Belize’s Proposals Kept Low Key by Guatemalan Congress
As we showed you in Tuesday night’s newscast, both Minister Elrington and Opposition representative Ambassador Assad Shoman believe that the protocols were well received. They are also hopeful that a positive response will be forthcoming within a week even though Guatemala has so aggressively asserted its sovereignty on the entire Sarstoon. Still, Elrington says that Belize’s proposals were deliberately kept low key so as to avoid the bureaucracy of Congress and perhaps elicit a speedy response.
Wilfred Elrington, Minister of Foreign Affairs
“Not everything that is done goes to the Congress, and the authorities, certainly the officials have the discretion to make some decisions that don’t need to go to Congress. Decisions like these, how they are going to proceed in the main, in the main, don’t necessarily have to go to Congress. There are issues which the Congress might specifically want to have an input in, but it is my hope that the kind of proposals that we are putting forward would not be of the type that would require any delay in getting consent from the Congress, that it could be something that could be implemented fairly quickly, that is our hope because as the moment passes the risk of incidents occurring increases, so it is in our view important that we take steps to act expeditiously, as quickly as possible. So for that reason we don’t want to put in place proposals or protocols that have to take months and months for ratification – try to keep it at a low level where you don’t have to have that requirement.”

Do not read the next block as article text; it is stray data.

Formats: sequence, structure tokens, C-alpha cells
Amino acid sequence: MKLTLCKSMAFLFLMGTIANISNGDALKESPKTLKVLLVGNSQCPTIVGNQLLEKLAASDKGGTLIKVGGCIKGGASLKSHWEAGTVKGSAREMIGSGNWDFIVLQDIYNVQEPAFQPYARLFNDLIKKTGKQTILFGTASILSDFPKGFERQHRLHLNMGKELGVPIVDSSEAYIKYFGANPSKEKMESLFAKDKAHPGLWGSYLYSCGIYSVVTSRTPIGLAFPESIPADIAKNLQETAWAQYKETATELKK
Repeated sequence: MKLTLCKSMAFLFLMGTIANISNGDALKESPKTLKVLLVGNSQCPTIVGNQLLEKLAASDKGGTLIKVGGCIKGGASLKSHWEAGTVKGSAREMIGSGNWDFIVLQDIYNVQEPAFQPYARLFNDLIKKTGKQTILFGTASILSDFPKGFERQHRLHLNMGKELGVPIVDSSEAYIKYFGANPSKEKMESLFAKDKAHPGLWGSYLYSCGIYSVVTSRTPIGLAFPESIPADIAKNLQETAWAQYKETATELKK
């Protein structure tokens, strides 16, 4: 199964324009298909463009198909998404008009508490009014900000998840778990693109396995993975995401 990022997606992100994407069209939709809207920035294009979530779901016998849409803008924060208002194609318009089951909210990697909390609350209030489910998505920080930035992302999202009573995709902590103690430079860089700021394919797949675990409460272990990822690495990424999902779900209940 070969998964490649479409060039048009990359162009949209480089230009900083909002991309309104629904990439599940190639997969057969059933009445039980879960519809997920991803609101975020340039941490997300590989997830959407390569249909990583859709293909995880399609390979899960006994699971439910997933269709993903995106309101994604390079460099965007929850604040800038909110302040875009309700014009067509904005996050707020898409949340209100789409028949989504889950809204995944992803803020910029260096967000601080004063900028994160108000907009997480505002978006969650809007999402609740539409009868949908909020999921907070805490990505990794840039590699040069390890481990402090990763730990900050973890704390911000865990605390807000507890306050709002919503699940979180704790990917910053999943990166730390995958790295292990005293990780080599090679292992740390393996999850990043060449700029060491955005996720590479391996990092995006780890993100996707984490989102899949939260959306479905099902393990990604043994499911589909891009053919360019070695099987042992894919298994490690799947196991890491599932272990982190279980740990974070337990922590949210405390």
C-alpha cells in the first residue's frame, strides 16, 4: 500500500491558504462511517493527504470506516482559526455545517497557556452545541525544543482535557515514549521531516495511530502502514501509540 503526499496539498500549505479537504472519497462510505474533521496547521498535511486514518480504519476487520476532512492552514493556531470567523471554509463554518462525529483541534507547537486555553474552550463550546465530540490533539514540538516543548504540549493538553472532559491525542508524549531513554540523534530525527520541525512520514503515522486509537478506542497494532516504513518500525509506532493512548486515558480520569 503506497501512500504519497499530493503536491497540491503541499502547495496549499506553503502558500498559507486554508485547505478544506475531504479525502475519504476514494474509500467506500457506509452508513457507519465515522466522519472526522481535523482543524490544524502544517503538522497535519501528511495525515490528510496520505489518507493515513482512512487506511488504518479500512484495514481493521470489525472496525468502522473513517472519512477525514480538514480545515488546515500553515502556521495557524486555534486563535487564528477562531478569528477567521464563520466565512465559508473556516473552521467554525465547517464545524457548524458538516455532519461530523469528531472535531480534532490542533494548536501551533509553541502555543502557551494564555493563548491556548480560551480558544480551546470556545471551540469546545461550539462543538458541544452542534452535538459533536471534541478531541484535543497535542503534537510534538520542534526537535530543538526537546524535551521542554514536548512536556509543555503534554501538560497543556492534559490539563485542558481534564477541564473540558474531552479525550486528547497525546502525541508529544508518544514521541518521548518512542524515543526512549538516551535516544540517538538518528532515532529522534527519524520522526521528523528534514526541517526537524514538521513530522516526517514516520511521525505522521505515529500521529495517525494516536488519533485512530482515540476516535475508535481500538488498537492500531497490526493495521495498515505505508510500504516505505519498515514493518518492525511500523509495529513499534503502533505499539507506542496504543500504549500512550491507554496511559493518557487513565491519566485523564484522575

At the end of April, the Belize Territorial Volunteers are organizing trip to the Sarstoon to commemorate the one hundred and fifty-seventh anniversary of the signing of the 1859 Treaty between the governments of the UK and Guatemala. The occasion presents an opportunity to test if the Guatemalans will insist that Belizeans seek permission to enter the Sarstoon River.